GRAPEFRUIT...PUCKER UP...THEY'RE IN SEASON
they're big, sour, have tough membranes, big seeds and bitter white flesh that is hard to avoid. most people need to douse them in sugar and pry the meat out with a special knife or spoon just to get one little morsel...even then it's not all that rewarding.
the poor grapefruit gets a bad rap.
so many think it's just plain diet food...
they make for some delicious homemade marmalade.
a little unknow fact is that originally marmalade was made from Quince, but then evolved to oranges. some say the word marmalade is reserved for Seville oranges and only Seville oranges, but now just about anything with a citrus rind in jam form would be considered marmalade...
oh...and by the way...i called it "Pamplemousse" because i couldn't really label it Grapefruit Lemongrass...the flavor just doesn't scream lemongrass as i had hoped...but it IS in there. besides...the French word makes it sound more intriguing...right ?
i've been wanting to make some grapefruit jam since my whole JAMMAPALOOZA thing started...i finally got around to it.
since i have the need to color outside the lines, i decided to make Grapefruit Lemongrass Marmalade. i have cooked with lemongrass quite a few times and know it is usually a strong flavor...i thought it would hold up well to the tart sweet-sourness of the grapefruit. NOT SO MUCH ! i steeped four pieces (shown in photo) and i even added very thin-thin slivers into the jam as it cooked. the end result did not show the lemongrass flavor i was looking for. maybe it was masked by the acid or the sugar?...maybe the lemongrass was a dud ?...i'm not sure, but i'm thinking it added to the overall flavor profile in some sort of way.
in any case...not that i have ever bought any grapefruit jam in my life, but...
i know this is better than any old store bought marmalade.
PAMPLEMOUSSE aka GRAPEFRUIT MARMALADE
(technically...GRAPEFRUIT LEMONGRASS MARMALADE)
using Ina Garten's Orange Marmalade methods
makes 6 half pints plus a little extra.
3 ruby red grapefruit, see notes
1 navel orange, thin sliced
1 lemon juice
1 lemon peel, thin sliced
1 clove roasted garlic...optional. see note
6 1/2 cups sugar
1 Tbsp fresh ginger finely minced
1/2 vanilla bean scraped
6 cups water
NOTE...optional. i added four(4) 2 inch pieces of LEMONGRASS, as shown in photo...and some small thin slivers. the lemongrass flavor did not really come through in the end product, but i hope and imagine it added to the over all flavor layers.
(above is example of lemongrass and pectin pouch after removal from finished product.)
slice the ends off the grapefruits. run a sharp knife down the sides to remove the peel while leaving the white skin on the grapefruit. a little white on the peel is ok. slice the peel pieces to about 1/8 - 1/4 inch thick. set aside. now take that sharp knife and remove the white skin from the fruit...discard. over a big bowl do your best to segment the grapefruit meat, leaving the seeds and membrane while catching the dripping juices. squeeze the juice out of the membrane. save seeds and 1 - 2 membrane clumps for your cheesecloth pectin pouch. you should end up with about 4 cups of grapefruit meat and juice.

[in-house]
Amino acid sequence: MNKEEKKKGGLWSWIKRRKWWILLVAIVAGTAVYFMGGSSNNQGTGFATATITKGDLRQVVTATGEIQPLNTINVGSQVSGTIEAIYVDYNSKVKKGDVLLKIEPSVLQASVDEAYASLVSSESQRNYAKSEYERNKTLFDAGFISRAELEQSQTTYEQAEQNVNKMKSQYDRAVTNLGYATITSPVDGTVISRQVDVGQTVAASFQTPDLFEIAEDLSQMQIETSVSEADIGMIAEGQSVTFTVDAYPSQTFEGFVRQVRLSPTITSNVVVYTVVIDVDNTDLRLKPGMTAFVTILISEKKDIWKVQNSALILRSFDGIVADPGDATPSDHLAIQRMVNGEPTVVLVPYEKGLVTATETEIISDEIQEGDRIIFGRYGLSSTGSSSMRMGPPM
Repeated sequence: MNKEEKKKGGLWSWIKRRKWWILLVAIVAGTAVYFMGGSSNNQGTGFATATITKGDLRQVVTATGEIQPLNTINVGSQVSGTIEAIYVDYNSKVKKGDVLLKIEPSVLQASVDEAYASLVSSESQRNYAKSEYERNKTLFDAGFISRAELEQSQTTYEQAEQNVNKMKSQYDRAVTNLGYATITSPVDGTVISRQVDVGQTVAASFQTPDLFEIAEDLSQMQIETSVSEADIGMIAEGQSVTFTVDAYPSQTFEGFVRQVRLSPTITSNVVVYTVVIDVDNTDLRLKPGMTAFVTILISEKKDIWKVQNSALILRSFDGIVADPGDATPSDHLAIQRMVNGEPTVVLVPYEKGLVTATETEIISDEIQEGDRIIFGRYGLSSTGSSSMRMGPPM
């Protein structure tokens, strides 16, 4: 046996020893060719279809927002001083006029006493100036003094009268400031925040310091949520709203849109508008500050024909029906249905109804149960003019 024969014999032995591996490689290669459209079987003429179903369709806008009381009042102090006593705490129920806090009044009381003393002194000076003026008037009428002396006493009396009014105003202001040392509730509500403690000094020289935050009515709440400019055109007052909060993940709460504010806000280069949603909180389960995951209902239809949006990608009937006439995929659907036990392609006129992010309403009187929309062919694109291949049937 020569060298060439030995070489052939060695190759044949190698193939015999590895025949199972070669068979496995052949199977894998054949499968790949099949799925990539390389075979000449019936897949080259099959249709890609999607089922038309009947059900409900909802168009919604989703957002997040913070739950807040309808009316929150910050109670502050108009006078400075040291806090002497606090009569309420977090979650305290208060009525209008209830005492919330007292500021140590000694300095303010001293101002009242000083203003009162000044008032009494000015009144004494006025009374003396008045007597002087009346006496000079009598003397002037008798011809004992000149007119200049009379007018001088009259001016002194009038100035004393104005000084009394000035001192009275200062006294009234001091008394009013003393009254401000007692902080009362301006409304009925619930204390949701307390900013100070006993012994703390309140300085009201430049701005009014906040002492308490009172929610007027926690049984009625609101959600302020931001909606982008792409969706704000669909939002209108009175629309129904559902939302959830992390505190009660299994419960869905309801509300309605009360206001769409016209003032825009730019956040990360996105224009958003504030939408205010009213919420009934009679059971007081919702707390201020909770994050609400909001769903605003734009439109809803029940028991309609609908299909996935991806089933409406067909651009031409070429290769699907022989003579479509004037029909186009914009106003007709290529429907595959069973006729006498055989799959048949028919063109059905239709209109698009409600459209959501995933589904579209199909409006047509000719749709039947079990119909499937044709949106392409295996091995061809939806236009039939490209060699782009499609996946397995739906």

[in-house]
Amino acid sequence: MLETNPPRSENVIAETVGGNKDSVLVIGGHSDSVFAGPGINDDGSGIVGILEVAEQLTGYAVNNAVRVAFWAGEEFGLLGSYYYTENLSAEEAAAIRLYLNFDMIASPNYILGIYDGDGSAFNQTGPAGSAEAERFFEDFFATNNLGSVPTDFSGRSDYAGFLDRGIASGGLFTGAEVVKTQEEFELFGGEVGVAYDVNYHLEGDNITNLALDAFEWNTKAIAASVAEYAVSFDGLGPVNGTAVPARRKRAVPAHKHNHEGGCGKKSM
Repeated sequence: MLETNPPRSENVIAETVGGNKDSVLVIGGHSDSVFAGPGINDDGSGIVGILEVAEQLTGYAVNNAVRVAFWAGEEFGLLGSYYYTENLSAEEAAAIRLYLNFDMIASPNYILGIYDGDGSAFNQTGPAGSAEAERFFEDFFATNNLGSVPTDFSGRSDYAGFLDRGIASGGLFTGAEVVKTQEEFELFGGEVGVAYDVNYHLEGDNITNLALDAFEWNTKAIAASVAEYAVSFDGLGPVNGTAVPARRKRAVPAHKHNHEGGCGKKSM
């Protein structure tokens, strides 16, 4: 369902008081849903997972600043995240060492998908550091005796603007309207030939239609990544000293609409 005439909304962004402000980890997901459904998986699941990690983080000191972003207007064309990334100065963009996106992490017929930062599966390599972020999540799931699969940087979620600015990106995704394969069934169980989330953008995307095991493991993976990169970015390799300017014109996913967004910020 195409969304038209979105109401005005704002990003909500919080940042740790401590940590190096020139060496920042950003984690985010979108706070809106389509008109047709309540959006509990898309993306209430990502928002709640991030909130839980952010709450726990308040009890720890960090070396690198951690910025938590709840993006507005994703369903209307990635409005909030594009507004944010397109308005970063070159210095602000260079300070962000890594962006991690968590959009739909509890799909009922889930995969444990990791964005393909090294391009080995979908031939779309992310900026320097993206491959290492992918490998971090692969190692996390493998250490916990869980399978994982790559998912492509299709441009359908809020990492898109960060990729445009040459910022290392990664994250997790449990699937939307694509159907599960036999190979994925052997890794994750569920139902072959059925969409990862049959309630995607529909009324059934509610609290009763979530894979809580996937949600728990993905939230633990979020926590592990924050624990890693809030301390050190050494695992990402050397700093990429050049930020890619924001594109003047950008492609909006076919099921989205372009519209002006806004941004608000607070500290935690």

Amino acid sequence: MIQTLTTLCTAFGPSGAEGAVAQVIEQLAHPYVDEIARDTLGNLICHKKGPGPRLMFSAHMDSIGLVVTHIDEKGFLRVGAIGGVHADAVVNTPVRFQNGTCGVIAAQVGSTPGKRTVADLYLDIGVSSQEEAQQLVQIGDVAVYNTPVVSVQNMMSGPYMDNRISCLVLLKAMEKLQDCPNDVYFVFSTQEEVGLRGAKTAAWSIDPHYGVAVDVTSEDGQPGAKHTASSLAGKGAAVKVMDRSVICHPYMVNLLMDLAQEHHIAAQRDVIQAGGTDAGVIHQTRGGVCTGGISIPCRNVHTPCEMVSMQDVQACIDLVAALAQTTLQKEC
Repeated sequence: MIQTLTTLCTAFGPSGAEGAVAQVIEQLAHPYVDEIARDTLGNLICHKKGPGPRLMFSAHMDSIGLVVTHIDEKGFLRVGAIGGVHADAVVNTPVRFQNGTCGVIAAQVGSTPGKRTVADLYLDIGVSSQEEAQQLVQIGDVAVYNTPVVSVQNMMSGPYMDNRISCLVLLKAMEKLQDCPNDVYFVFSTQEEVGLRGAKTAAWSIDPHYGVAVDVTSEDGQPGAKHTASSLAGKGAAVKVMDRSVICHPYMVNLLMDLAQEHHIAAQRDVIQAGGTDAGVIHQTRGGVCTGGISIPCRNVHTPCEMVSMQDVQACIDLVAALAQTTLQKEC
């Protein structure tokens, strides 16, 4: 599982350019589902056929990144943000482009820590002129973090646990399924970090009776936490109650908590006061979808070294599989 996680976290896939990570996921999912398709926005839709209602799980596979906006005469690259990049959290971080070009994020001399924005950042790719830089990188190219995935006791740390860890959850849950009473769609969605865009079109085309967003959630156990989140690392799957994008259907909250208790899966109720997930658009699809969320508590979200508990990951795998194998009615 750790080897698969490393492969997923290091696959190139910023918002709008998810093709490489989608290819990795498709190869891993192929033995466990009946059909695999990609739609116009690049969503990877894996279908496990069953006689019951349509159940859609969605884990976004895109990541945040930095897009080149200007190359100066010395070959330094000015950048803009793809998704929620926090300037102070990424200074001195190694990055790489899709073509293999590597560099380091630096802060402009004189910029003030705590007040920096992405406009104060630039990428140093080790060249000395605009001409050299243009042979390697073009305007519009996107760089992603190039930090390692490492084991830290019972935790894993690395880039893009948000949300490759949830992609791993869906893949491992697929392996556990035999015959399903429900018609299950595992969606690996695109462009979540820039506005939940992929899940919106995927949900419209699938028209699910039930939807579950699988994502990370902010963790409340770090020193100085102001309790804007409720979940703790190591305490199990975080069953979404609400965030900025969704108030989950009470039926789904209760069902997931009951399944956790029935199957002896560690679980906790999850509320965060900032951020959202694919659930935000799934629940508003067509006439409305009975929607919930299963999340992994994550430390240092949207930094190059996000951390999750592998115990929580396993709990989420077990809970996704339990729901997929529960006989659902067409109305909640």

in a large pot, one that you will be cooking the jam in, add sugar, grapefruit meat, juice and peels and the ginger and bring to a boil. turn off and let this sit over night or for at least 5-6 hours. this is supposed to help tone down the bitterness. don't worry, it will still have that slight grapefruit bitter...cuz that's what a grapefruit is...it's bitter. as mentioned...i added the lemongrass at this point so that it would steep overnight in the mixture.
the next day or when you're ready don't forget to get everything set to go...plates in the freezer for plate test, sterilized jars and lids, start your huge water bath pot and get your work space cleared for take off.
now bring the mixture up to a medium boil. stir every now and then. this stage might take a while. like an hour? it needs to reduce a bit......don't walk far away, it might boil up on you and that's not a good thing. add your scraped vanilla bean (and garlic paste if using). when the jam starts to thicken and reaches 220-222 F degrees try a plate test...if it passes you are ready to proceed with water bath canning.
NOTE about garlic...if you are adding the roasted clove of garlic. in a small heat resistant cup, take a small amount of the liquid jam out and dissolve the clove into a paste before adding to the jam. this should be a sight unseen flavor.